In a see-and-be-seen city where even the ultra-rich schlep in and out of the subway, Vessel elevates the time-honored art of flânerie to civic priority. Its 154 vertiginous steel-and-concrete staircases are meant to help visitors experience Hudson Yards and surrounding people from as many angles as desired (or, perhaps, angles unintended). The stairs and viewing platforms converge in a lattice that suggests a panopticon with the geometry of an inverted beehive. When complete, the 16-story structure will be the tallest freestanding observation platform in the city (at least until the New York Wheel starts rolling).
"So often, historic public spaces are commemorating kings, or battles, or tragedies. But this is a new public space. It would be a fake duty to look back," Heatherwick told The Architect's Newspaper. Instead, the project reacts to a 21st-century urban condition: "Buildings are getting bigger and bigger—that mega-scale, it's something new. But 2,000 years ago, humans were mostly the same size we are now. The human scale stays true. This project was not driven by fitness or health alone, but more by how we could nurture the human scale."
Hudson Yards, Cooper maintained, needed an attraction for those humans—a Christmas tree 365 days per year but also something the public could interact with. “It was an extraordinary thing, to make a new public square, in the center of the city," Heatherwick said, comparing Hudson Yards to Trafalgar Square and Bryant Park. "We felt enormous pressure to not make gardens but to make an urban square, an extension of New York."
The design blends a key cue from the High Line—elevation—and reacts to the city’s fire escapes, stoops, and the countless staircases that facilitate the flow of people in the city. “We wanted to make a project out of just stairs, an ultimate body thing,” Heatherwick explained. Visitors can hit their FitBit goals twice over by climbing 250 flights to the structure's top.
On the ground, NBW collaborated with Heatherwick to create the Public Square and Gardens at Hudson Yards, a six-acre public space that links Hudson Yards with Hudson River Park and the High Line, which will get a new on-site entrance at Tenth Avenue and 30th Street.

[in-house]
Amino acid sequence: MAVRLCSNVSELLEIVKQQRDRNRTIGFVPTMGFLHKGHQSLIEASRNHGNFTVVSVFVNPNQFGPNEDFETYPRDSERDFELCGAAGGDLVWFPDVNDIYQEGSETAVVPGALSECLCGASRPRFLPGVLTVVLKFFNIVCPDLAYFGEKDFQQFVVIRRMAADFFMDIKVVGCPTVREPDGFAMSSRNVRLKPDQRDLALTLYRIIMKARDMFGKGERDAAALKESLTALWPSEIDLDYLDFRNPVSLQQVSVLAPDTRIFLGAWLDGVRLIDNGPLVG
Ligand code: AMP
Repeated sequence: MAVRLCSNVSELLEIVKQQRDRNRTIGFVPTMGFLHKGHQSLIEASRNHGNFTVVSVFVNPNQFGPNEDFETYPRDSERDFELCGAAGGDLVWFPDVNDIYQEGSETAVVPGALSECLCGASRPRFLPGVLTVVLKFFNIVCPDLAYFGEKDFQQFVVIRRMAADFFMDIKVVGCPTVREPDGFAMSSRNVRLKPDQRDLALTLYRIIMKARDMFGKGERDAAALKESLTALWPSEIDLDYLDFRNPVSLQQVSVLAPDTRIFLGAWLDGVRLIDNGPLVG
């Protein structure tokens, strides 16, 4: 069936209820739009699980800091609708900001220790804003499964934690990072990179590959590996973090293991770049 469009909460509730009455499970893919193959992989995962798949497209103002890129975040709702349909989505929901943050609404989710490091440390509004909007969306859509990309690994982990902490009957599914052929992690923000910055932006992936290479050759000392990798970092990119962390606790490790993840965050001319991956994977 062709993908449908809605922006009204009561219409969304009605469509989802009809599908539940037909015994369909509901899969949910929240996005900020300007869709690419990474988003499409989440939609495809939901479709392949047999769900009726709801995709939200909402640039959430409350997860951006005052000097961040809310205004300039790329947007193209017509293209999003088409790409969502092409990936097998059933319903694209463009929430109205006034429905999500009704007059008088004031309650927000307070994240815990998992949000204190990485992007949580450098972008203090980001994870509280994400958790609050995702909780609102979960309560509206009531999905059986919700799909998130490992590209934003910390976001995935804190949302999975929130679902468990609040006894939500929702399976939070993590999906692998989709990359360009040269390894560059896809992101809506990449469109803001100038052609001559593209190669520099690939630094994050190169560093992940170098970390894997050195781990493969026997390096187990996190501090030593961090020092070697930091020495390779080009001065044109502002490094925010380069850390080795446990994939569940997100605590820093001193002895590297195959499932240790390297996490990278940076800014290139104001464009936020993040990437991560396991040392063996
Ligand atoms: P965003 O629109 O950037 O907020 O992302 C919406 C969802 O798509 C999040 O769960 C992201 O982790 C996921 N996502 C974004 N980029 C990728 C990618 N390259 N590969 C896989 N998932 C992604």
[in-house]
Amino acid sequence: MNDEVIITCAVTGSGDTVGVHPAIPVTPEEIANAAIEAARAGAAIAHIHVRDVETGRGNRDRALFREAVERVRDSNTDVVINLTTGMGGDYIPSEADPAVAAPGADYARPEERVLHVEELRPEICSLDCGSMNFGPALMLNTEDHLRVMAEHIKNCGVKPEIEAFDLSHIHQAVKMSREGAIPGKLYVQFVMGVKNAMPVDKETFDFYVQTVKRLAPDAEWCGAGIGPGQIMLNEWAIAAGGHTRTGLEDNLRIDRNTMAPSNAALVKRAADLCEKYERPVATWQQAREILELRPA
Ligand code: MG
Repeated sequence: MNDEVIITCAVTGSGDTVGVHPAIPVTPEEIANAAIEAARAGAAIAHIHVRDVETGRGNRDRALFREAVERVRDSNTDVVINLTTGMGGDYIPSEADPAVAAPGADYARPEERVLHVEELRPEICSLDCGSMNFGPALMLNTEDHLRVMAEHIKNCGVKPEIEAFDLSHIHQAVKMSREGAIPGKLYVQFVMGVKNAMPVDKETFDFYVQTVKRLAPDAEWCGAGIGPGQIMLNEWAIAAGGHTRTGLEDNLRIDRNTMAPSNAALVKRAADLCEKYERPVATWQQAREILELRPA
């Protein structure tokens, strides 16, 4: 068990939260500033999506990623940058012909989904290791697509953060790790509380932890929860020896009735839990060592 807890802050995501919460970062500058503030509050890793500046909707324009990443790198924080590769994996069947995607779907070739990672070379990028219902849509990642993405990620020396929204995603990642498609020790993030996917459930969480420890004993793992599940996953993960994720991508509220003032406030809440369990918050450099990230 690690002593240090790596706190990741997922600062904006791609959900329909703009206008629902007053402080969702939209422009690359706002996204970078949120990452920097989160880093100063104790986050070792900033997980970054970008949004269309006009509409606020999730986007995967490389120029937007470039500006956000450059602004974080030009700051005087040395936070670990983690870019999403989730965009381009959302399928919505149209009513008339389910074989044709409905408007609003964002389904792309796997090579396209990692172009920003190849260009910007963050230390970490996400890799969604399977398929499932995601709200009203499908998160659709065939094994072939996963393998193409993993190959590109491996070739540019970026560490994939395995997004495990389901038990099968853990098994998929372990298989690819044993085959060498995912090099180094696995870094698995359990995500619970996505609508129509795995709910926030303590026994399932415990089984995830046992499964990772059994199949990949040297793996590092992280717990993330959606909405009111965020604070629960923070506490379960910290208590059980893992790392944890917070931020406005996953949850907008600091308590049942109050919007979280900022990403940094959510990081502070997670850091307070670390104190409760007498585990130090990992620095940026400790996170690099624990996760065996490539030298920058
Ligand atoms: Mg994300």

Like Heatherwick, who designed Vessel's teacup form with upper-story office workers in mind, Woltz wanted "to create a site that was quite graphic" for the square and gardens. The firm consulted 400-year-old maps to determine the site's original environmental conditions (it was a wet meadow) and captured a snapshot of native flora from that time, Woltz told AN.
This is one of NBW's two active commissions for landscapes over infrastructure: The platform the park sits on is the ventilation cover for the rail yard below, and the platform had to be engineered to support 200 mature trees. “The landscape operates in a seven-foot-thick sandwich of structure. I will never in my life take for granted being on real earth, because everything here is constructed,” Woltz said.
Amid exhalations on Twitter, some raised concerns about the accessibility of the public spaces, especially Vessel, whose stair-fixation seemed to exclude parents with strollers and people who use wheelchairs.
A model depicted elevators on a fixed track—hardly the expansive views and exuberant movement promised by the architects. The project is inclusive, Heatherwick maintained. He told AN that the model is outdated; new renderings, including the bird's eye view, below, were captured from elevators that snake around Vessel's insides on curving tracks.The High Line, with the new perspectives it gives people on public (and private) space, was key to Heatherwick's approach to Vessel, which he calls "a device, not a sculpture." In the most successful public spaces, there's a chemistry to seeing that's aided by human interaction, he said. A good public space, too, should offer an element of play. "I asked, 'Why are playgrounds only made for children?' We're creating a vertical structure for all of us."
Vessel will be complete in 2018.